Research Papers in Physics and Astronomy

 

Date of this Version

1-1958

Comments

Published in Physics, by Henry Semat and Robert Katz, New York: Rinehart & Company, Inc., 1958. Copyright © 1958 Henry Semat and Robert Katz. All rights reserved. Used by permission.

Abstract

Temperature is one of the fundamental concepts of physics. We are all able to recognize that some bodies are hotter than others, but our temperature sense is qualitative rather than quantitative and is capable of only a limited range. The sense of touch can frequently be used to distinguish between hotter and colder objects, provided that these lie in a temperature range consistent with the stability of human tissue. Even within this range the sense of touch is often unreliable as a measure of temperature.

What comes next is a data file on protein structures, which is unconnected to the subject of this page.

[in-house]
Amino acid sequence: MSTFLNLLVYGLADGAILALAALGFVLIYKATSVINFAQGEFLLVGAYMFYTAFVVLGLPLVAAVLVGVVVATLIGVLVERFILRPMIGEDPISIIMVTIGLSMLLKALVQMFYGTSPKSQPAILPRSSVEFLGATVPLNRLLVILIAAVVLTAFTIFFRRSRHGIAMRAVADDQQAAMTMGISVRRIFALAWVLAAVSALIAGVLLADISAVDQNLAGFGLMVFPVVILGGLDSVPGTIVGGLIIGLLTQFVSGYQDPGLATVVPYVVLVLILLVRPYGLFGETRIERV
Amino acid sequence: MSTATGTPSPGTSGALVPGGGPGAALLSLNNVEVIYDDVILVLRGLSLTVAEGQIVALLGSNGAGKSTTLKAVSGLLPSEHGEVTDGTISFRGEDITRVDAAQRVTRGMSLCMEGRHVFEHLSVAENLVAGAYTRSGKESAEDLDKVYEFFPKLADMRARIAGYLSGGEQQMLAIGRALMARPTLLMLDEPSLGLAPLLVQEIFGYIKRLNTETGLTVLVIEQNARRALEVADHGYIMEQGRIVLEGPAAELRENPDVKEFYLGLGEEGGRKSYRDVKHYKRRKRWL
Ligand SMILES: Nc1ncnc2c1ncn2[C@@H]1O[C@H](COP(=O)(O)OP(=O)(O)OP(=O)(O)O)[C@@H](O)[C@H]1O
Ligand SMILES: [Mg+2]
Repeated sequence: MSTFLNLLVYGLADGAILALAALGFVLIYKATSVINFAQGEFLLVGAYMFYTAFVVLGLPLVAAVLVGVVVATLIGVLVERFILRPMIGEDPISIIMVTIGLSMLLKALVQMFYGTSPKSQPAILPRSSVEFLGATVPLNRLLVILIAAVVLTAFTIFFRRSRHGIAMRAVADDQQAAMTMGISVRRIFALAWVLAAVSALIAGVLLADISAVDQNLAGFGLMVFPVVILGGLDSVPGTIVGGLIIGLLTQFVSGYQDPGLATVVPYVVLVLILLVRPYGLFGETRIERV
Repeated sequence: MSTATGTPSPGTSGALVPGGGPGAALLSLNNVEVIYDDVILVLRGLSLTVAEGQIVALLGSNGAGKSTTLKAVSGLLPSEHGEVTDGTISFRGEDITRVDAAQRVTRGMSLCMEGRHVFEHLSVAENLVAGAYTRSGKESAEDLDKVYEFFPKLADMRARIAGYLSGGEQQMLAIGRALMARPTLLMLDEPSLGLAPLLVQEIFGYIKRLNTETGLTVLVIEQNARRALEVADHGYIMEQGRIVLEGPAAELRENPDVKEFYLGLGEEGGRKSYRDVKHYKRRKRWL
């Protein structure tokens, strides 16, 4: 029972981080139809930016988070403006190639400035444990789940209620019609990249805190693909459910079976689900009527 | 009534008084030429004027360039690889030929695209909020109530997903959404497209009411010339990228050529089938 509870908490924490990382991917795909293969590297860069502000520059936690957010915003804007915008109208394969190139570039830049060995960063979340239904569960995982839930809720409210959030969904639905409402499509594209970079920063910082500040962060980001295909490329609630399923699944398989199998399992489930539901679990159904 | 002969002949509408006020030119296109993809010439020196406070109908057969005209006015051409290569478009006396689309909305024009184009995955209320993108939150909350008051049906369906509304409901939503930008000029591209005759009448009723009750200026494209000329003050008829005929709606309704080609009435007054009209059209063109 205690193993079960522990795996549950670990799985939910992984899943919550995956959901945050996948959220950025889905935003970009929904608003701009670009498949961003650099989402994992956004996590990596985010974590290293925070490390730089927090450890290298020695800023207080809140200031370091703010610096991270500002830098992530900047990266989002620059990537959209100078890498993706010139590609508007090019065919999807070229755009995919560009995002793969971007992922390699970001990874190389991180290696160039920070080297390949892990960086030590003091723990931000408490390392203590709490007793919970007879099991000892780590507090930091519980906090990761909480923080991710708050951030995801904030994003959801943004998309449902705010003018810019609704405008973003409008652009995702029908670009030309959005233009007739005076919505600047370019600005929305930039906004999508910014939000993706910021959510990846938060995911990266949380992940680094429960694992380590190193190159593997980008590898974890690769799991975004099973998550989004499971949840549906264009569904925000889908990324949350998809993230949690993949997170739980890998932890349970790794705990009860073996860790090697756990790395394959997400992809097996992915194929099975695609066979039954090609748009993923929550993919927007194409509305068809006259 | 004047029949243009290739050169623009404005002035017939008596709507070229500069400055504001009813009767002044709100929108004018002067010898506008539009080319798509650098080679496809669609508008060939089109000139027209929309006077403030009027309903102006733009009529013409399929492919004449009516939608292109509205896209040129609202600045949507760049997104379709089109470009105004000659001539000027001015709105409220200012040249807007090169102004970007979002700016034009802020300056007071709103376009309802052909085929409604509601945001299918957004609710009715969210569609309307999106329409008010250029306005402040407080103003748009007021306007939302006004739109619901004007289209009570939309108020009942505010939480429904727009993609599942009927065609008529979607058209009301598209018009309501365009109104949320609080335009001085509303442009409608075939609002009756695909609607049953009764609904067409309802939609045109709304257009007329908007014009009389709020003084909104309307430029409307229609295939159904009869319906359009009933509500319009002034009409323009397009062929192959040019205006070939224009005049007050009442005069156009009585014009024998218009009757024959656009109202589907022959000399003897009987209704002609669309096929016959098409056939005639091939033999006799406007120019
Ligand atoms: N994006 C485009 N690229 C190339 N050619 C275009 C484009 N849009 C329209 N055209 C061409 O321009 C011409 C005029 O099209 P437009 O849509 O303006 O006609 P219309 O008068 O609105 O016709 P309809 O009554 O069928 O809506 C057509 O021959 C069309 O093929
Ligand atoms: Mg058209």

The metal bracket holding a wooden rail may feel much colder to the touch than the railing itself, even though both are at the same temperature. It is a matter of common observation that some of the physical properties of many substances are altered when the temperature is changed. The volume or the pressure of a gas increases when the temperature is raised. The length of a copper rod changes with changing temperature. Some of the electric and magnetic properties of substances vary with changes in temperature. The changes that take place in these physical properties can be used to measure the changes in temperature which produced them.

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